New Break 'Here To Stay'

By: Tim Wood

Topics: Erosion

The extent of the new break in South Beach is evident in this aerial view taken April 2. Outermost Harbor Marine can be seen at the center top. KARL SWENSON PHOTO.

Inlet In South Beach Could Prove Troublesome For Fishing Fleet

CHATHAM – For the past few months, shellfisherman Randy Saul has been watching a washover on South Beach, about a half mile south of Lighthouse Beach. He knew there was deep water on the ocean side of the narrowing neck of sand as well as on the west side, in the old Southway. It was only a matter of time before the ocean broke through the low, narrow stretch.

That happened during the April 1 storm. By Sunday morning, boats were navigating through the breach, which was about 150 feet wide at low tide. Shellfisherman Christopher LeClaire took his 20-foot boat through the new break Sunday morning as well.

“At low tide I had no trouble getting through,” he said.

“It's there to stay,” said Saul, who runs the Chatham's Three Breaks Facebook page. He staked his claim as the first to take his boat through the new cut Sunday, posting a video of his depth finder showing more than four feet of water two hours after high tide. Assistant Harbormasters Jason Holm and Mike Ryder took the department's boat through the inlet about a half hour after low tide Monday and found about two feet of water.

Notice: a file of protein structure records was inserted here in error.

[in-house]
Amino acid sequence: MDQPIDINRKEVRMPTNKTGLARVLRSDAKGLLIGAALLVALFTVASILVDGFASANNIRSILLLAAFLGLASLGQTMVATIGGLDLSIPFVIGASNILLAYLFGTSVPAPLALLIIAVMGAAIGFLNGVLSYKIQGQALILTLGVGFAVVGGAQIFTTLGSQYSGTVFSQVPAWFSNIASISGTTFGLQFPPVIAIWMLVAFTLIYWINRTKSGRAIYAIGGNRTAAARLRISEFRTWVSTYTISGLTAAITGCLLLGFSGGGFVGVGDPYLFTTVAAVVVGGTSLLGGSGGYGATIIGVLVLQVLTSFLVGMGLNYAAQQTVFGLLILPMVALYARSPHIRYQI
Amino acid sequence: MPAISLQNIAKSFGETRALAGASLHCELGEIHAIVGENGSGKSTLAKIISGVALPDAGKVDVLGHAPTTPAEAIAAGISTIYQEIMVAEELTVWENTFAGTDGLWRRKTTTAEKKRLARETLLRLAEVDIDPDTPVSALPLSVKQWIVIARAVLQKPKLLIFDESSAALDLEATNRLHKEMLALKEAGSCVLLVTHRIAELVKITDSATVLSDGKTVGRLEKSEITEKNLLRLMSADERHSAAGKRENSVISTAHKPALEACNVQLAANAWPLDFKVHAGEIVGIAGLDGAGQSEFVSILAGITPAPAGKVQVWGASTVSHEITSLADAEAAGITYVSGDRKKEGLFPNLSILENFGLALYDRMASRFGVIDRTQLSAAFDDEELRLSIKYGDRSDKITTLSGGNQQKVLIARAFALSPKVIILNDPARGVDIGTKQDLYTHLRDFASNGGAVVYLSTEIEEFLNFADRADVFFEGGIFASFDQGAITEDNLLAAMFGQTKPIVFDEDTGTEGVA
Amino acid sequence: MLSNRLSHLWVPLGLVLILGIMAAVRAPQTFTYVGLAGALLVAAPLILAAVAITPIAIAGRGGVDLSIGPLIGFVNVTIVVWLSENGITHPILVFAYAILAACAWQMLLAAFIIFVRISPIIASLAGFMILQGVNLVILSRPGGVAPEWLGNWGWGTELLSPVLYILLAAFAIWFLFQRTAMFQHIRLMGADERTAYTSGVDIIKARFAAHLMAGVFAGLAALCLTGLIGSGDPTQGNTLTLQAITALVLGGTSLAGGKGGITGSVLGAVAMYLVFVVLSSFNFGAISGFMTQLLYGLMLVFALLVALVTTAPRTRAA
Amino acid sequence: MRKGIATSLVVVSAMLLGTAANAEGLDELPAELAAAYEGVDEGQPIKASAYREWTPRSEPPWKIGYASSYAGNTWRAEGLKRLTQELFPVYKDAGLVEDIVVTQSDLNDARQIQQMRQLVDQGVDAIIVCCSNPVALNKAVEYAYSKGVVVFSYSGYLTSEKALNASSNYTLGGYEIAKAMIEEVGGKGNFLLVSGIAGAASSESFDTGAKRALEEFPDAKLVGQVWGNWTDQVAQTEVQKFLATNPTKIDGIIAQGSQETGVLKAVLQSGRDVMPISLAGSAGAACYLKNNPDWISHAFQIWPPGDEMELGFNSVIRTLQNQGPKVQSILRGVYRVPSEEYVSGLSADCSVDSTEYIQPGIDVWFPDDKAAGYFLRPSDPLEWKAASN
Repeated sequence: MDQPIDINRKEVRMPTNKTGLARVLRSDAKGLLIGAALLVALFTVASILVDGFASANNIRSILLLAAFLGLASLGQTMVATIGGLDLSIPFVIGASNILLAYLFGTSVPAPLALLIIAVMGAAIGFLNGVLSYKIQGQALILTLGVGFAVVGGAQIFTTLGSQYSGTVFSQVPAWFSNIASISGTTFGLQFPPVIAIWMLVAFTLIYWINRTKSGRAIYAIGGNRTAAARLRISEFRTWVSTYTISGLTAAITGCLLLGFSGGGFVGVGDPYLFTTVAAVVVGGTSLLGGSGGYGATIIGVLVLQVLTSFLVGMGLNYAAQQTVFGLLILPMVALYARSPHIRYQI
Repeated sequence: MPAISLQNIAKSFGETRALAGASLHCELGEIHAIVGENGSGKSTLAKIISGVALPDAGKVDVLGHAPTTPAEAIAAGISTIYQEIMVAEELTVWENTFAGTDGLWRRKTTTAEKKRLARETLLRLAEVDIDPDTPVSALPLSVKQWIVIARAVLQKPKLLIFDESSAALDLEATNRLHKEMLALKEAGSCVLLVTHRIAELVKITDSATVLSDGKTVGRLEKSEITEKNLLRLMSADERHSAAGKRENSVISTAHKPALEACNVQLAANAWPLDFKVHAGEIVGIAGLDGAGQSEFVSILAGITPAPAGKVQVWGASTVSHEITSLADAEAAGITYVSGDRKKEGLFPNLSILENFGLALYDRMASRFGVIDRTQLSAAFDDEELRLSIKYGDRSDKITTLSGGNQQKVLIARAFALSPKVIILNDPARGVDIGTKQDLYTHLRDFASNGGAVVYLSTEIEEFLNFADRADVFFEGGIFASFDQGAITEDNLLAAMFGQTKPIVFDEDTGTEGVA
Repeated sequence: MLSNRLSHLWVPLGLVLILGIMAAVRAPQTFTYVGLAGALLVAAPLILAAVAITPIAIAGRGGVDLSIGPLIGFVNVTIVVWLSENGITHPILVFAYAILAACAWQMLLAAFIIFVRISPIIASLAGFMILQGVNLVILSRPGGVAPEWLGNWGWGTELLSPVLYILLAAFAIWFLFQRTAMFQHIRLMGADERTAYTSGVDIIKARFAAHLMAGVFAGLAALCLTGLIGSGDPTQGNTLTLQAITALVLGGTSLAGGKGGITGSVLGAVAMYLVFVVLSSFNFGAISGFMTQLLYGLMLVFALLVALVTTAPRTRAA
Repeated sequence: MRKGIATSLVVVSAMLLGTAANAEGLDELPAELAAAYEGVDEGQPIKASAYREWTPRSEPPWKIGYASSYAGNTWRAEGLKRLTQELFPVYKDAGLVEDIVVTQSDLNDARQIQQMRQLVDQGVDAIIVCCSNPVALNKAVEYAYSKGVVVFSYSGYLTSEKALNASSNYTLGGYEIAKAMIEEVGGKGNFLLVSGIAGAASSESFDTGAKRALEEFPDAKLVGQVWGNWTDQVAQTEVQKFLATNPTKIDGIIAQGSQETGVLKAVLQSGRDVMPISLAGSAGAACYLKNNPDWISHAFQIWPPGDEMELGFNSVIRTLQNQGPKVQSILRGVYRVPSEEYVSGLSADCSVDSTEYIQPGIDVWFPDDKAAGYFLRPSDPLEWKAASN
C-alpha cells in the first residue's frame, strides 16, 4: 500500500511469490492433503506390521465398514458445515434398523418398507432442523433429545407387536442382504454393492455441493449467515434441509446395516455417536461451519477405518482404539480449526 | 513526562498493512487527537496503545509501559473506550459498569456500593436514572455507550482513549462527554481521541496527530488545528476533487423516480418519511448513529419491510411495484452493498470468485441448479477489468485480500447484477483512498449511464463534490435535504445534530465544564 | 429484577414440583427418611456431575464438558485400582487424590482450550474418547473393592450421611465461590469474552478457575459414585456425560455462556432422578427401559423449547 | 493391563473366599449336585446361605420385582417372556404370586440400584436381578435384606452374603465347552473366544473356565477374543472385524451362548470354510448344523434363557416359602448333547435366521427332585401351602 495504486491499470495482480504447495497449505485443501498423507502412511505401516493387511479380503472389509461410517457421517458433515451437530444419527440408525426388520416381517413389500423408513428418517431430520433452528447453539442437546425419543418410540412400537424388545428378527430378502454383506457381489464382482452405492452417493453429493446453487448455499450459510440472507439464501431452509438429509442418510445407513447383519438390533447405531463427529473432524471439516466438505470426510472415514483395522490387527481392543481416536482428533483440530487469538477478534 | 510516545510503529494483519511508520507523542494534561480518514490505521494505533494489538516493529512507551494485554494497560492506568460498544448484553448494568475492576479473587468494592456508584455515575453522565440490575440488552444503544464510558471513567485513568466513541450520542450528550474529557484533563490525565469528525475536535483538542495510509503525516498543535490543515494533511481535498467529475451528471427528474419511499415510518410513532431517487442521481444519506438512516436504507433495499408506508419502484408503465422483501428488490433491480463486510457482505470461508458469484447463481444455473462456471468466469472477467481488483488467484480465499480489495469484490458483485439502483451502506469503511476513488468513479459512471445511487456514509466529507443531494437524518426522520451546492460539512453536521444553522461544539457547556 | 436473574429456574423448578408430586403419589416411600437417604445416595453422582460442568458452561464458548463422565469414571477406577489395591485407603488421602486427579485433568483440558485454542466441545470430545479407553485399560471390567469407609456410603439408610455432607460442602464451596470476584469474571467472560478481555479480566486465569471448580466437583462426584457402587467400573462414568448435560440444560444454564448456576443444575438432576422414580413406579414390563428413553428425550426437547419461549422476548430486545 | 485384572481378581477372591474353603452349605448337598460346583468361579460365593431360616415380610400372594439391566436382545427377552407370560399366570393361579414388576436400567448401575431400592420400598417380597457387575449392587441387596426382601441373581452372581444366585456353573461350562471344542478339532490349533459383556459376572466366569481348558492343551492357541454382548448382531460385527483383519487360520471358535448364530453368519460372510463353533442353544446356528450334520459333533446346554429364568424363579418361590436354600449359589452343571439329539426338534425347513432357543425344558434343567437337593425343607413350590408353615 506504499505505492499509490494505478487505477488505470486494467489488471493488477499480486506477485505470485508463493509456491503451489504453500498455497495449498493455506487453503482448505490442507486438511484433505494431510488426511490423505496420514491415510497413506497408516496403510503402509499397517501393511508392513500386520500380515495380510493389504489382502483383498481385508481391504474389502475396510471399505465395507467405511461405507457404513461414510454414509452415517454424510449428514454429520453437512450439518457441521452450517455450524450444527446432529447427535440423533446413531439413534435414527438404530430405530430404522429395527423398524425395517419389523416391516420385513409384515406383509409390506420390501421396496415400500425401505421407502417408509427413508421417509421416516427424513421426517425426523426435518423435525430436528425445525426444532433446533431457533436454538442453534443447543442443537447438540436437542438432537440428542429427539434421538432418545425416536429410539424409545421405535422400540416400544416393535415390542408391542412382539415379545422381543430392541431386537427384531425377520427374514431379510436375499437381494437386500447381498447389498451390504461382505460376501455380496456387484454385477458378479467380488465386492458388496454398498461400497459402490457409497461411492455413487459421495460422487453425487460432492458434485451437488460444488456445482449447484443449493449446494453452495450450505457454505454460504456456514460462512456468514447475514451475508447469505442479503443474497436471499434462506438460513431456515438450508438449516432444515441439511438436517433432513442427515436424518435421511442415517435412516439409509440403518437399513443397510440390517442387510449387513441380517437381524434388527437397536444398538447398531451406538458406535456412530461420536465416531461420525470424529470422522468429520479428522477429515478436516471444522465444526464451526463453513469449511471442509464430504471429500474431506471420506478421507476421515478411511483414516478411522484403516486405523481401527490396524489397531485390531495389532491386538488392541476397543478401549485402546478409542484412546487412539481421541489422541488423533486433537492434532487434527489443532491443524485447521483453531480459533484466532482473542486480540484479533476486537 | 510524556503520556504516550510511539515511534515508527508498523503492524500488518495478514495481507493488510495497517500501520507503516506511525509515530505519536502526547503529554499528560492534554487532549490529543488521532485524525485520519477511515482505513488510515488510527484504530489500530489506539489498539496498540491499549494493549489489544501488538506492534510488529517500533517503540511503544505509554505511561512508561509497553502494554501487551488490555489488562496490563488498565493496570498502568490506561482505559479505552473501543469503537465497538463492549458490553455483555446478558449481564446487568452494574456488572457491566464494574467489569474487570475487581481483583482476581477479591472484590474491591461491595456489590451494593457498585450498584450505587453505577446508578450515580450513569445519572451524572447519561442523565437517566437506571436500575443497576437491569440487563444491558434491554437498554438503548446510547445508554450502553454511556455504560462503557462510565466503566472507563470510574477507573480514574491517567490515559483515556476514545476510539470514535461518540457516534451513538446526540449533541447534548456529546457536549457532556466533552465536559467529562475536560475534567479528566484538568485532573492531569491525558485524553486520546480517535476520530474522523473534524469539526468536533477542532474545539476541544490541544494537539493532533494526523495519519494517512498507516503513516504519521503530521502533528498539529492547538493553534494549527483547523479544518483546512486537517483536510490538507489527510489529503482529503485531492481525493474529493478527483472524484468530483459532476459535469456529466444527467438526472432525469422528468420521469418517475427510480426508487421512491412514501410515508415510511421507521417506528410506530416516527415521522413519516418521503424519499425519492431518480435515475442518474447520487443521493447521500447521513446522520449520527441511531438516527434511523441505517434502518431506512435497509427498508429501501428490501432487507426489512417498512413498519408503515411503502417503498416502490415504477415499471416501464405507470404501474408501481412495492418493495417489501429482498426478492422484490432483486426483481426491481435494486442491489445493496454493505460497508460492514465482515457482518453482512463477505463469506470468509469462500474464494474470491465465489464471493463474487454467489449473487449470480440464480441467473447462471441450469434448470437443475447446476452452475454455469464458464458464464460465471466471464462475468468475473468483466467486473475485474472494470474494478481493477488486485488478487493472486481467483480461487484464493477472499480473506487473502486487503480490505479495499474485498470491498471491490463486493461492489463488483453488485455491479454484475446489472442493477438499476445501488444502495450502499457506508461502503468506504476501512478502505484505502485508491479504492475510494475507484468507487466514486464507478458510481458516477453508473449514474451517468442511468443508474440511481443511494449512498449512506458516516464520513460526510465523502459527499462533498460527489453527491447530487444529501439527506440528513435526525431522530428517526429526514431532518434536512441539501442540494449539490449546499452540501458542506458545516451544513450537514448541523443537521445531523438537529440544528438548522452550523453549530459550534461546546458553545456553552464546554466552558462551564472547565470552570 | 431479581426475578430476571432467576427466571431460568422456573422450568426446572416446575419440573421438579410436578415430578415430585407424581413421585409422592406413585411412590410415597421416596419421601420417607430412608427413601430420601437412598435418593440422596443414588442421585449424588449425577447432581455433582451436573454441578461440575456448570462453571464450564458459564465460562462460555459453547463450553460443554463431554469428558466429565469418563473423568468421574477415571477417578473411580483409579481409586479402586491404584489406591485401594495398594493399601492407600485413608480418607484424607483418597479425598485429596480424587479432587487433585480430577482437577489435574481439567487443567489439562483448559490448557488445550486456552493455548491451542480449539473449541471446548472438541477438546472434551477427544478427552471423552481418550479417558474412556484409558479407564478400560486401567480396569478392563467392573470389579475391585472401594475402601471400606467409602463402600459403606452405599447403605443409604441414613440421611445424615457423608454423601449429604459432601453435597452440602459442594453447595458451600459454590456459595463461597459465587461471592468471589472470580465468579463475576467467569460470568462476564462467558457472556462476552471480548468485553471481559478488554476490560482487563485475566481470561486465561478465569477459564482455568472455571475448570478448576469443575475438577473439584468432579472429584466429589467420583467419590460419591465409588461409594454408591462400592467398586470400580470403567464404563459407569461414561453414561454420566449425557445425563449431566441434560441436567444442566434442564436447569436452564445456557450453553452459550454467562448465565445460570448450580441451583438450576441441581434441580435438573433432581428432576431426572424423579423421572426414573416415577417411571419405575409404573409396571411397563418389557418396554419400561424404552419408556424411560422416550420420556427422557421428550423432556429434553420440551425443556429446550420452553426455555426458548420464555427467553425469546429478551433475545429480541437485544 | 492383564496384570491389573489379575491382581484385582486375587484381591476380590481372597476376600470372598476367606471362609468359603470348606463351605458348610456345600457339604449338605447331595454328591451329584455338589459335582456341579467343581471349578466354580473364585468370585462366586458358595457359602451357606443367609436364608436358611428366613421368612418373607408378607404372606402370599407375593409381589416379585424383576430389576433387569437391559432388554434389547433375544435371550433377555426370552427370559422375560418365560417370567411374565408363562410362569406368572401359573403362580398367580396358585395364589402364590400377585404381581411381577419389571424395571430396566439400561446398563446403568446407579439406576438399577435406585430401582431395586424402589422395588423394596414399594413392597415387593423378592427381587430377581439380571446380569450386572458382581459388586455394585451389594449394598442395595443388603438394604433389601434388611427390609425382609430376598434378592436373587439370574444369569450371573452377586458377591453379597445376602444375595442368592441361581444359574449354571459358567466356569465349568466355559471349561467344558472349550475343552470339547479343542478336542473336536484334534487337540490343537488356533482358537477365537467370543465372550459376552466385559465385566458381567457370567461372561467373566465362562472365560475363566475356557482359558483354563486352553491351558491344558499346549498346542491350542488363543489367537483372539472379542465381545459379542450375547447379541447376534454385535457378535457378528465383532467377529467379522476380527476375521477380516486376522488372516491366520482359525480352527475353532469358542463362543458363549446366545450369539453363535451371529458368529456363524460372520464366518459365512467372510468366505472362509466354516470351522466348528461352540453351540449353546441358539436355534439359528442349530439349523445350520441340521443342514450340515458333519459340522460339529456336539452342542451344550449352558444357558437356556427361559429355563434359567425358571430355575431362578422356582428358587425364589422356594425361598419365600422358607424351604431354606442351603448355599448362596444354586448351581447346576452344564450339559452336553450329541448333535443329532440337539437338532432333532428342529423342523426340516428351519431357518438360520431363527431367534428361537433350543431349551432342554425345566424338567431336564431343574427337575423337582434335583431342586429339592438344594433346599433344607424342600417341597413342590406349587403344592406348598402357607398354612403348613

The break makes South Beach into an island and creates an opening into the former Southway, once the main navigation channel between Chatham Harbor and the Atlantic which is also connected to Nantucket Sound. Experts say it's likely to hasten the closing off of the main inlet to Chatham Harbor and Pleasant Bay, across from the Lighthouse Beach, which has been getting worse and worse over the past few years.

“It was probably starting to wane,” said coastal geologist Mark Borrelli, director of the Seafloor Mapping Program at the Center for Coastal Studies in Provincetown. The center sent a boat to the new inlet Monday to collect depth, current and other data, and while that information won't be processed until later this week, Borrelli said the new inlet appears to be stabilizing.

“It does look like it's establishing itself already,” he said. “It looks like it's going to be sticking around for a while.”

That could be good news for Nantucket Sound boaters, because it will provide a quicker route to the Atlantic. However, the new inlet's interaction with the main navigation channel could make it difficult for the town's commercial fishing fleet to access the open ocean.

The 1987 breakthrough across from Lighthouse Beach has narrowed in recent years as the southern tip of North Beach Island lengthened, pushing the navigation channel against South Beach, which eroded significantly. The infamous Chatham Bar at the channel entrance has grown more treacherous, said Coastal Resources Director Ted Keon, causing a number of recent accidents, ranging from blow-out windscreens to a boat pitch-poling last fall. A number of commercial fishermen relocated to Saquatucket Harbor in Harwich due to the dangers, even though that significantly increases steaming time to the fishing grounds.